Suing the correct Defendant – O’Byrne letter procedure
Your Solicitor will be well familiar with the O’Byrne letter procedure where your Solicitor will write to all of the parties whom you consider to be responsible for your injuries and your Solicitor will invite the parties to admit liability for the accident or your injuries and it will set out the legal position to those parties in the event that they do not consent or accept liability for the accident.
It will quite often be the case that a reply will be received from a third party who considers that they are not responsible for the accident in which case your Solicitor can make a call as to whether or not liability should attach to that party.
Accident claims for minors under the age of 18
In the event that the Injuries Board makes an assessment in relation to a minor or a person under the age of 18 then the award must firstly be approved by a Court.
If a person is under 18 he or she will need a “next friend” in order to make a claim for him or her to the Injuries Board or to take Court proceedings and your Solicitors will advise you of the various forms which your Solicitor can fill out on the minors behalf.
Generally a “next friend” is the parent or guardian of the injured minor and any award of the court will be held in trust by the Court Services until the minor reaches the age of 18.
Certain payments can be applied for and paid out by the Court of those payments are deemed necessary for the child’s wellbeing.
Time limit for assessing your injuries claim by injuries board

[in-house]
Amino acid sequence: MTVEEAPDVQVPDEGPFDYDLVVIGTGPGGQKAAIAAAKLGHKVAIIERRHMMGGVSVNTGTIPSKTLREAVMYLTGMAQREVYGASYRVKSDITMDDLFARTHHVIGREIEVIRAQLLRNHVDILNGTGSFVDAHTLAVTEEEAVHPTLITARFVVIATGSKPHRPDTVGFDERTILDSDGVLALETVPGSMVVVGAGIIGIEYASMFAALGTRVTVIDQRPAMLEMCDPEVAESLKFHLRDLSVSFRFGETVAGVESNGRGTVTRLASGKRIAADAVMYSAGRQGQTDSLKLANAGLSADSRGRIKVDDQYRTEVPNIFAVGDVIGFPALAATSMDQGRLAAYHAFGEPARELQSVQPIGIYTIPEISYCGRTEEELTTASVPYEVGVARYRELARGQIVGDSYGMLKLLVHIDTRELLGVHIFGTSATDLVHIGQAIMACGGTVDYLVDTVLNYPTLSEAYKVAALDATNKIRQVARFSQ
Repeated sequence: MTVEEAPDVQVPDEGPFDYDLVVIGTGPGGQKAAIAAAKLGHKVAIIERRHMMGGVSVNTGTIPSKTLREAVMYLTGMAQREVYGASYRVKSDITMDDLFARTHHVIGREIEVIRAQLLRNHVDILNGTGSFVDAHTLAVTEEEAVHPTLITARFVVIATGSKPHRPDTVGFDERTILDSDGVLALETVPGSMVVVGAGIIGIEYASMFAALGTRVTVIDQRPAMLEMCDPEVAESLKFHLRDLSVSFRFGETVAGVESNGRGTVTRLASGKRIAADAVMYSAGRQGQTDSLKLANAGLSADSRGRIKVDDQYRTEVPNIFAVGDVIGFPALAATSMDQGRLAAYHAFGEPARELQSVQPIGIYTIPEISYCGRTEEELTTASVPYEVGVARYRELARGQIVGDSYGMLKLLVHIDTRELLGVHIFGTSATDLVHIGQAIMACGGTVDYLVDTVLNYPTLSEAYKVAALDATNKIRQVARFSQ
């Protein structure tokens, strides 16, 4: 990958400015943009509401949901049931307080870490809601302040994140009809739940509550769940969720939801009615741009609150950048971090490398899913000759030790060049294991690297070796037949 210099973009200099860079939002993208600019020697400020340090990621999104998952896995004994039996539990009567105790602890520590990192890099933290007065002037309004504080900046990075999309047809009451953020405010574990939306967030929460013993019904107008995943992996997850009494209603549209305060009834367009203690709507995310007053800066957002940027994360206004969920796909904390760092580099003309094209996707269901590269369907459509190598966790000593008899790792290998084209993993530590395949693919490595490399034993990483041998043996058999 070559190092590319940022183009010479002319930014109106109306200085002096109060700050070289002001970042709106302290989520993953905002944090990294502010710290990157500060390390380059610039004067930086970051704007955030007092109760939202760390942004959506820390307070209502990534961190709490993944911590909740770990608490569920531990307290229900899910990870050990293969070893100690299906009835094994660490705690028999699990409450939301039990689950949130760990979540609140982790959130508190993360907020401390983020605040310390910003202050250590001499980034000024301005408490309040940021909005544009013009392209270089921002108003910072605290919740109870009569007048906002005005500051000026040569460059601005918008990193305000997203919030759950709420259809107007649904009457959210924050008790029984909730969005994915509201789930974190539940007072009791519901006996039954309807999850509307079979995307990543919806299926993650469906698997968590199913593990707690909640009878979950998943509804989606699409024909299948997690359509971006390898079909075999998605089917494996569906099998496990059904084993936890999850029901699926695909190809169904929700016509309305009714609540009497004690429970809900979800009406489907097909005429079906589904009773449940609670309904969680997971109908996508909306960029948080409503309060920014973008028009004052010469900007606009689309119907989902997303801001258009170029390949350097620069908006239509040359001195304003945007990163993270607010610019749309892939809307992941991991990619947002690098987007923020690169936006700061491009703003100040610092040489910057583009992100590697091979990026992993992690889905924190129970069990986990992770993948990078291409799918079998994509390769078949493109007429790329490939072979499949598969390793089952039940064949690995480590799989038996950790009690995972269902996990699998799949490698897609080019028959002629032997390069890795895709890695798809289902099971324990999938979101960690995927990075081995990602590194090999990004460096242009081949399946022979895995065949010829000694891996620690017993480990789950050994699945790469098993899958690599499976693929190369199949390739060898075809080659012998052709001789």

Once the Injuries Board are in receipt of your claim, they must assess your claim within a period of nine months.
If the Injuries Board does not assess your claim within a period of nine months they may write to you and the other party requesting an extension of time to deal with your claim.
Social welfare claims and compensation awards
From August 1st 2014 under the provisions of the Social Welfare and Pensions Act 2013, there is a new duty and legal obligation on an Insurance Company and the Defendant on the settlement of a claim for non-fatal personal injury claims.
The legal obligation is to reimburse the Minister for Social Protection any welfare payments which were made to the Claimant as a result of their inability to work following a non-fatal accident. The benefits under the Act are known as “recoverable benefits”.
Now when the Injuries Board issues a Notice for Assessment, that assessment will not only set out the compensation that it deems appropriate for a Claimant’s case but it will also set out the amount due back to the Minister for Social Protection in relation to any welfare benefits that the Claimant received because of his or her inability to work due to the accident.
What happens if the Injuries Board issue an Authorisation in my case?
If the Injuries Board issue an authorisation in your case, you may then proceed with your case through the Court system.
The Time Limit in which to take court proceedings after the issuance of an Authorisation is 6 months from the date of the authorisation.
If my case goes to Court, what Court is my case taken in?
If the Injuries Board issue a Certificate of Authorisation for you to take proceedings in your case, the proceedings will either be lodged in the District Court, the Circuit Court or the High Court depending on the nature of your injuries and the amount of compensation sought.
- The District Court deals with all cases up to the value of €15,000.
- The Circuit Court deals with all personal injuries cases up to the value of €60,000.
- The High Court deals with all personal injuries cases up to an unlimited value.
Your Solicitor and Barrister will assess the strength of your medical evidence in your overall case including your loss of earnings, the inconvenience and any special damages which you are entitled to.
90% of cases settle outside of a court because generally a settlement meeting is arranged between your Solicitors and the Solicitors for your employers.
It is normal that the Solicitors for the defendant’s insurance company to attend the Law Library at the Four Courts, Dublin for a settlement meeting with your Solicitors in order to see if the matter can be settled before proceeding to a full court hearing.